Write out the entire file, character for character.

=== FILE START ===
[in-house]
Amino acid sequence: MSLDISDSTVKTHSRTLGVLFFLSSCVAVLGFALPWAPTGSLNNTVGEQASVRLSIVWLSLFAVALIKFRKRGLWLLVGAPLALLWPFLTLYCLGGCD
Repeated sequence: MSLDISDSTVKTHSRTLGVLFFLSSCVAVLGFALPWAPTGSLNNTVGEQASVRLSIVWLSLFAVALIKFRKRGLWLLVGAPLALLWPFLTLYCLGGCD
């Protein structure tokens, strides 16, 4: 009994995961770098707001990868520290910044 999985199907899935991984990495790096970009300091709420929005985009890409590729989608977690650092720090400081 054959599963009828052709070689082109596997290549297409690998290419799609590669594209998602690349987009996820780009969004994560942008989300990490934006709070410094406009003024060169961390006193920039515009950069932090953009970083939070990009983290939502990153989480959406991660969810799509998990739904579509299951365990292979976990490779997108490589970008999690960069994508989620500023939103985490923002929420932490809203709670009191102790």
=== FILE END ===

[in-house]
Amino acid sequence: MSLDISDSTVKTHSRTLGVLFFLSSCVAVLGFALPWAPTGSLNNTVGEQASVRLSIVWLSLFAVALIKFRKRGLWLLVGAPLALLWPFLTLYCLGGCD
Repeated sequence: MSLDISDSTVKTHSRTLGVLFFLSSCVAVLGFALPWAPTGSLNNTVGEQASVRLSIVWLSLFAVALIKFRKRGLWLLVGAPLALLWPFLTLYCLGGCD
């Protein structure tokens, strides 16, 4: 009994995961770098707001990868520290910044 999985199907899935991984990495790096970009300091709420929005985009890409590729989608977690650092720090400081 054959599963009828052709070689082109596997290549297409690998290419799609590669594209998602690349987009996820780009969004994560942008989300990490934006709070410094406009003024060169961390006193920039515009950069932090953009970083939070990009983290939502990153989480959406991660969810799509998990739904579509299951365990292979976990490779997108490589970008999690960069994508989620500023939103985490923002929420932490809203709670009191102790």